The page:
Location, Location, Location: Siting Beehives

Reader Contribution by Julia Miller
1 / 4
2 / 4
3 / 4
4 / 4

So you have decided to invest in a colony of honey bees. Your package bee order is set to arrive in the spring at just the right time for your location. Your new Langstroth style hive is assembled and waiting at the back door.

Now where do you put this new livestock?

One of the first considerations is access. A perfect location may be available but not easily accessible. You will be visiting the hive every week or so to check on the bees. For a new package installation you will be visiting more often in those early weeks to provide sugar water. In the late summer and fall will be the honey harvest. Supers full of honey are heavy. Access with a truck, utility vehicle (we use a Kawasaki Mule) or at the very least a wagon to pull is critical.

Consider Water

Look around for a good water source within a reasonable flight for the bees. They tend to like water that has some organic matter in it. A farm pond, creek, stream, stock tank or even a goldfish pond will give your bees access to the water they need. 

Most areas will have nectar and pollen nearby but make sure your bees have something to forage. Bees can fly up to three miles for pollen and nectar but more time in flight equals less nectar in the hive. Closer supplies mean more honey.

Consider Sun Exposure

Next look for a site that has full sun. Bees are active from sun up to sun down so locating your hives where

there is maximum sun exposure will allow your bees to benefit from a full day’s work. Hives should ideally face south. This gives the bees the earliest start in the morning when the sun warms the entrance. Even though bees like sun they also need a bit of protection from wind. For a windbreak, you can locate the hives against a building, a few feet from a fence row, a line of trees or you can build a windbreak. Strong winds can topple over a hive or blow off an outer cover despite your best efforts to weight it down.

An open or toppled hive is a sure way to lose your colony. Try to choose a location with a slight slope to allow for drainage. At a minimum ensure that the ground is not prone to flooding. Bees do not thrive in damp locations and you need to ensure that there is no risk that water will run or seep into the bottom of the hive. If your location is otherwise good, you can accommodate this factor by raising the hives on a hive stand or concrete blocks.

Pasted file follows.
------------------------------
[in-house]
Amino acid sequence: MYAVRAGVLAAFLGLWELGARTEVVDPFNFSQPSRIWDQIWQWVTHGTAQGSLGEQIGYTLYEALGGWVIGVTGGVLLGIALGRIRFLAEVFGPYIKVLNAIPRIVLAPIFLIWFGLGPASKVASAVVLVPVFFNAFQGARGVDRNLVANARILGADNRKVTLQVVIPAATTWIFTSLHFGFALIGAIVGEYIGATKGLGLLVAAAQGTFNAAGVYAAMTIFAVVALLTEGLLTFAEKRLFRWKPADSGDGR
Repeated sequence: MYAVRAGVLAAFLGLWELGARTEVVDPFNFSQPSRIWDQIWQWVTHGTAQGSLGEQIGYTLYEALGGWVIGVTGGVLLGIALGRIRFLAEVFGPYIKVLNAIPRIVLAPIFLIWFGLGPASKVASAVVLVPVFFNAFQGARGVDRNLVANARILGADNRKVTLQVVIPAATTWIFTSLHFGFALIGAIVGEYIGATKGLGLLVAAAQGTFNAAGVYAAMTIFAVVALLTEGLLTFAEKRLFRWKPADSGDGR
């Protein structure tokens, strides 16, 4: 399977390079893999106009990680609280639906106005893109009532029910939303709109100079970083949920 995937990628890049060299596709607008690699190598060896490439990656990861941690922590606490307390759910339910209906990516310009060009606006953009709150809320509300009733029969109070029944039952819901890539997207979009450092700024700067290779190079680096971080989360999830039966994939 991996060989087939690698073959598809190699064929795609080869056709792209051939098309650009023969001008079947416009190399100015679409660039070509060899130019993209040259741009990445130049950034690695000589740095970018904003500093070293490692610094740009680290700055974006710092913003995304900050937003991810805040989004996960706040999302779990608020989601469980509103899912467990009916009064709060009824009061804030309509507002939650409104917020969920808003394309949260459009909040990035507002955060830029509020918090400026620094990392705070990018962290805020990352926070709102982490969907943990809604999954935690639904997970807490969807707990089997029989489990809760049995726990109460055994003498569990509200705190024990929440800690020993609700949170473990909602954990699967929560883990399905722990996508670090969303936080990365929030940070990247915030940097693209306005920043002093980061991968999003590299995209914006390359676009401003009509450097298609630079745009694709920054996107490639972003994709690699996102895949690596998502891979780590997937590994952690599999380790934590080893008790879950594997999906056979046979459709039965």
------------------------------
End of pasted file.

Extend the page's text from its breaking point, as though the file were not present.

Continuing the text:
Consider Distance

At Five Feline Farm the apiary or “bee yard” is a short distance from the house accessible by either truck or UTV. This gives some space between the bees and the house, but allows for easy access. The UTV is particularly helpful when transporting supers or brood boxes and bee equipment as well as when harvesting honey. If we are just doing a quick inspection however, it is easy to grab a tool and walk to the hives.

Our hives are located in a tall meadow with native flowers and brambles. A few wild olives have been allowed to grow and flourish as the bees like nectar from these invasive plants. These brushy trees, tall flowers and brambles provide a natural wind break for the hives.

Last year we experienced a late spring snow that threated the health of the colonies. The bees had already

broken cluster with temperatures in the 60’s, so we offered additional insulation and wind protection during this storm. Even with a polar vortex in our recent memory, keep thinking about spring and getting started in beekeeping.

Five Feline Farm is a hobby farm in Central Illinois staffed by now four felines and two humans.  We strive to be as sustainable as possible with a modern flair. Check out our website www.FiveFelineFarm.com to read our blog about life on the Farm and like us on Facebook:www.Facebook.com/fivefelinefarm.